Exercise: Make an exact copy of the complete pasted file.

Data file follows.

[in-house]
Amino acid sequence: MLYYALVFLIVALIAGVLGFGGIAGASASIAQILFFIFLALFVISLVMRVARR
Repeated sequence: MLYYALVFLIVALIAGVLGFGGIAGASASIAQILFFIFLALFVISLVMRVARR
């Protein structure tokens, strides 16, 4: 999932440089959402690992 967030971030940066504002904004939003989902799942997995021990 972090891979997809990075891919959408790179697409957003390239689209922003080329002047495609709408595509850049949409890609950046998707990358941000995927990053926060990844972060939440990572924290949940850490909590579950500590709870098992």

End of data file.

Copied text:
[in-house]
Amino acid sequence: MLYYALVFLIVALIAGVLGFGGIAGASASIAQILFFIFLALFVISLVMRVARR
Repeated sequence: MLYYALVFLIVALIAGVLGFGGIAGASASIAQILFFIFLALFVISLVMRVARR
């Protein structure tokens, strides 16, 4: 999932440089959402690992 967030971030940066504002904004939003989902799942997995021990 972090891979997809990075891919959408790179697409957003390239689209922003080329002047495609709408595509850049949409890609950046998707990358941000995927990053926060990844972060939440990572924290949940850490909590579950500590709870098992």